4 Self-Defeating Attitudes That Stand in the Way of Happiness


“Pain is inevitable. Suffering is optional.” ~Unknown

I grew up believing that nothing I did was ever good enough, and this is something that I still carry with me.

It affects every aspect of my life: my hobbies, skills, my relationships, and even the understanding I have of my body, physical appearance, and my mental health. I often think that I must have done something quite terrible in a past life to go through any of this, to not be good enough.

As certain as I’ve been of this, I’ve been sure I wasn't responsible for these attitudes and beliefs. That other people did this to me, so I literally can’t let go of the pain they caused. They hurt me too much, did too much damage for me to confront them, stand up to them, and forgive them.

But blaming others hasn’t helped me move on and become the person I want to be.

It’s helped me stay a victim, sure—got me some sympathetic ears along the way—but it hasn't helped me get out of bed with a smile every morning for the past twenty-odd years. It’s made me feel sluggish and sick to my stomach whenever the thoughts and memories worked their way into my consciousness.

There’s no mystery to the way I think. Negative thinking is exactly that: negative. However, understanding negative thoughts is paramount to overcoming them.It’s taken me a while to connect with the idea that the harmful actions of others has shaped my thinking; and it’s taken me just as long to realize that it’s time to let go.

Change can come quickly but more often it’s a gradual process in which we endure and learn many lessons. I don’t want to feel like this anymore so I have to start changing my attitudes.

Attitudes I’m Changing

1. I’m a waste of time.

Not true. I make a difference simply by being; and because I’m a strict vegetarian and an environmental and animal welfare campaigner, I know I make a positive difference. My close friends wouldn’t consider me a waste of time. Even though I find it difficult to believe sometimes, they do value my ideas and opinions and they love my company.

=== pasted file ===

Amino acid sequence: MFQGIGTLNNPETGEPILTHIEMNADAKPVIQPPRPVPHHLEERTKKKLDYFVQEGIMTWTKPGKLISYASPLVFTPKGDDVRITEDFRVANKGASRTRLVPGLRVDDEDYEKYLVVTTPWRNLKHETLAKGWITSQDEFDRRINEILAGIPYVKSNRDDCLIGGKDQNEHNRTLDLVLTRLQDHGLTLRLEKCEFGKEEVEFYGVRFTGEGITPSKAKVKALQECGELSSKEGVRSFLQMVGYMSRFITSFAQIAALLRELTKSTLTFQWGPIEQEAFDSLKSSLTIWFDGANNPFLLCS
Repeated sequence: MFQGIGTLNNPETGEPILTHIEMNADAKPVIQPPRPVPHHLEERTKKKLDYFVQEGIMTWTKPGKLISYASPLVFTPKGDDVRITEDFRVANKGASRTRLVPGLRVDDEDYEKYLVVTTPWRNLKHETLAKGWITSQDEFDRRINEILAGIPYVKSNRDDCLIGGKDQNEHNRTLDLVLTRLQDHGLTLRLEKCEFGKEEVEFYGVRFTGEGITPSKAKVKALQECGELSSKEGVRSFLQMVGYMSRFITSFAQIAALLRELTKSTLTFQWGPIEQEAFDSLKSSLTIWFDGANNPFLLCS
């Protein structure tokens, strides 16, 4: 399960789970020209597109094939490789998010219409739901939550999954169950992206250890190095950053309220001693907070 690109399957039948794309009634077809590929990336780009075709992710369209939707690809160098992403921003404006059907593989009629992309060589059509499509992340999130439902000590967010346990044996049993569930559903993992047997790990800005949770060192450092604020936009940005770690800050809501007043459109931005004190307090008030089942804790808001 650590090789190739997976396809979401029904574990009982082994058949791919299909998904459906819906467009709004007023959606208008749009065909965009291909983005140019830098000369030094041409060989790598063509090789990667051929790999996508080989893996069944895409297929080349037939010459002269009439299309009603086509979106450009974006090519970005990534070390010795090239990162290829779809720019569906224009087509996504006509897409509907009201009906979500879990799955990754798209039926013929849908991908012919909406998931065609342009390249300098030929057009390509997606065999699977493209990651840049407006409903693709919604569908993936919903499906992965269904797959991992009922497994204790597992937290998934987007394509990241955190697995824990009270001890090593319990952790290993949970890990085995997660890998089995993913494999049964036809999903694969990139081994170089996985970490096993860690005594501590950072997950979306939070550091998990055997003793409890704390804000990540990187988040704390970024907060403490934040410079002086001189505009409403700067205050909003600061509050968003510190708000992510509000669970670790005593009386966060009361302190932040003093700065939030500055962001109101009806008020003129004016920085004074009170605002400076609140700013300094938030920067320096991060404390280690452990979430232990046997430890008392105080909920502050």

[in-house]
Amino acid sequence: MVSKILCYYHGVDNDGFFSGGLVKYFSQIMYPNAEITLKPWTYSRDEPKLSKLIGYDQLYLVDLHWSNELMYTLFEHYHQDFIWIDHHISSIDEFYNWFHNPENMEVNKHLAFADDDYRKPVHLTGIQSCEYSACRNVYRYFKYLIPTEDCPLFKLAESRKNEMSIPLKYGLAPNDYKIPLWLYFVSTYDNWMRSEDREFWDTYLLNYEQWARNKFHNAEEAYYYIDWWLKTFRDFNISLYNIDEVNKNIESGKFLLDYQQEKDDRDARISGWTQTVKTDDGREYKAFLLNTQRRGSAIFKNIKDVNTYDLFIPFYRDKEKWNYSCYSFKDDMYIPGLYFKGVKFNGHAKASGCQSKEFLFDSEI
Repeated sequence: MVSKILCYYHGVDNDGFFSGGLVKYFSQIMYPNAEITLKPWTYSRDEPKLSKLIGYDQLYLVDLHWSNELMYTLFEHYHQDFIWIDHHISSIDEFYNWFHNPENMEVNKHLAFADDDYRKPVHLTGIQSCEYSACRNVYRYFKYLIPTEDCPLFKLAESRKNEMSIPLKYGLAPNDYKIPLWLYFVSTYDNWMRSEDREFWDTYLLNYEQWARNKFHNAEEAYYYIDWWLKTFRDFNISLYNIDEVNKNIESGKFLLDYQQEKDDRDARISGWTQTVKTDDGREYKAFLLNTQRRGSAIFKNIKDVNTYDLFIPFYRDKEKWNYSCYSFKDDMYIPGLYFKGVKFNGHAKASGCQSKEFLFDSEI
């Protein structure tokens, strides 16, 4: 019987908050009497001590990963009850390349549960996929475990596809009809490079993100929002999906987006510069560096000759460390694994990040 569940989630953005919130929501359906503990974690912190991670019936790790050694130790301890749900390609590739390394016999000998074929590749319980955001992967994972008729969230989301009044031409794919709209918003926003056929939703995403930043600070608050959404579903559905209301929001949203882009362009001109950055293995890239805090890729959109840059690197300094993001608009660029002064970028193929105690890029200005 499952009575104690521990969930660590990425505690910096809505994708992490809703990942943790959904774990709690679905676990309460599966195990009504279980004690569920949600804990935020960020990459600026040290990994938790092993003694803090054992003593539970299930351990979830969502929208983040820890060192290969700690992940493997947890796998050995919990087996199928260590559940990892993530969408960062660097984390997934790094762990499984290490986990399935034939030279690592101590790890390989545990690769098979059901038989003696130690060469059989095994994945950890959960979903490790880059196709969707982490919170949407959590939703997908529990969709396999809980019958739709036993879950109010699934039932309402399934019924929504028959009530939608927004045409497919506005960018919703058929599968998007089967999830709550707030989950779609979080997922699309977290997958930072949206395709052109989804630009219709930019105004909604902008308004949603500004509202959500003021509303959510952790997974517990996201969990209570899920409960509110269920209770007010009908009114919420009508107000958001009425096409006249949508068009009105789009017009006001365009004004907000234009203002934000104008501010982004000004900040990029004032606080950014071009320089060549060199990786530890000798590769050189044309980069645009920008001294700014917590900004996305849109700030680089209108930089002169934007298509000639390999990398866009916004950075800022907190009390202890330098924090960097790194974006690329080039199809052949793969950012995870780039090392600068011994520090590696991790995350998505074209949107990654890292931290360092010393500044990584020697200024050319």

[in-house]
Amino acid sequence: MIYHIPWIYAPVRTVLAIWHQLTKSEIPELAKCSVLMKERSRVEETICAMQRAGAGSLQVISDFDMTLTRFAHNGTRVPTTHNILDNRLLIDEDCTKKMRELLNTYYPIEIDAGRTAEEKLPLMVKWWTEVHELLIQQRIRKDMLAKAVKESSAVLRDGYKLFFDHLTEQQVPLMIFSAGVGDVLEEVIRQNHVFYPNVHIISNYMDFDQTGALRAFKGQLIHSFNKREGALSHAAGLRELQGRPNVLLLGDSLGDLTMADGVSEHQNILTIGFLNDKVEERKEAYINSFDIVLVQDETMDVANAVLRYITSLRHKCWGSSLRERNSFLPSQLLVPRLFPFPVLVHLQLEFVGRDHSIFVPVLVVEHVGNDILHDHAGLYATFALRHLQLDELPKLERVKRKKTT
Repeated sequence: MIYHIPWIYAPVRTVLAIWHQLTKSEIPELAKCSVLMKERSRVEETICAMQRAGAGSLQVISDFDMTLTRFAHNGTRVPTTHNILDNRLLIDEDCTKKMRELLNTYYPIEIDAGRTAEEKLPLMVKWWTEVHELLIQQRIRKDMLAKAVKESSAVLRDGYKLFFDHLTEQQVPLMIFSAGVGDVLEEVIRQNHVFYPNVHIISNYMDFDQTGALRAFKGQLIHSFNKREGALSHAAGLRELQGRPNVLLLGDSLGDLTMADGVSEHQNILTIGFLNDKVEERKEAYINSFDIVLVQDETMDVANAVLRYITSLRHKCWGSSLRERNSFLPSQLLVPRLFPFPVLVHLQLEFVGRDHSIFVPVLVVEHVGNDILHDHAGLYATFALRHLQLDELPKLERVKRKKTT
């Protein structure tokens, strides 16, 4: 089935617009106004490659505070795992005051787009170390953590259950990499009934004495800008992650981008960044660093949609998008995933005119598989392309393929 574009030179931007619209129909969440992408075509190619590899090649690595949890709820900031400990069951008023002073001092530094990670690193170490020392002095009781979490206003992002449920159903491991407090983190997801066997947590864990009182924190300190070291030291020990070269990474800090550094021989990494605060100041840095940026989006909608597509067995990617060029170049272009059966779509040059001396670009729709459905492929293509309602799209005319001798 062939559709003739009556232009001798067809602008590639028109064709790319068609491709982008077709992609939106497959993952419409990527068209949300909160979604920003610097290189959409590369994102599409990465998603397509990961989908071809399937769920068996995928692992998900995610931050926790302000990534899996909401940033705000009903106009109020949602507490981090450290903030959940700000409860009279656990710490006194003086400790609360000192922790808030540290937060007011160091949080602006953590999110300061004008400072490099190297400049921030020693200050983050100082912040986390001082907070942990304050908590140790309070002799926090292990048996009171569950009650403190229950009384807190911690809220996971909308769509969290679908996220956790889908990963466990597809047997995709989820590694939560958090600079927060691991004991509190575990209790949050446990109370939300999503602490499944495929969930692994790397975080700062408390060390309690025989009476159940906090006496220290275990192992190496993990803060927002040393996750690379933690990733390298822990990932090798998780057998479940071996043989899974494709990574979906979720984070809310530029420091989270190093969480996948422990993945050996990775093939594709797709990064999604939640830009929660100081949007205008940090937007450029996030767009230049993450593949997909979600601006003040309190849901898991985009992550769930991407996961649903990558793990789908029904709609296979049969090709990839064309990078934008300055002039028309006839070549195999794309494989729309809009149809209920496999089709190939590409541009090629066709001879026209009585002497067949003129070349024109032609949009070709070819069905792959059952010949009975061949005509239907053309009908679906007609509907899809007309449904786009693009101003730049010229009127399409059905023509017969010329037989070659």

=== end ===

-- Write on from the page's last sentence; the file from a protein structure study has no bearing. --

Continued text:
2. Nothing that I do is good enough.

My ideas of perfection aren’t mine; those ideas belong to other people. How can I ever live up to someone else’s perfection? I can’t. There are many things I can do with great success, but in order to make those achievements real for me, I have to define my own perfection: peanut butter on toast, growing my own fruit and vegetables, the smell of freshly baked vegan cookies, writing off the cuff and producing lucid prose.

3. I deserve pain.

No, I don’t. Nobody does. There’s a difference between accepting responsibility for how you think about hurtful things other people have done, and taking the blame for those actions. I’ve not done anything to deserve the things that have happened to me.

4. I’ll never be happy.

Not with that attitude I won’t, but then aren’t I already happy? I may not have all the things I want yet, like my dream job, but I do have a lot of other things in my life that mean a lot to me: my friends, my home, my cat, my family, waking up to the river every morning, my floating garden (I live on a boat), my creativity.

Happiness comes from the small things—it comes from inside of me. I don’t buy happiness or find it or receive it; I make it, for myself and others.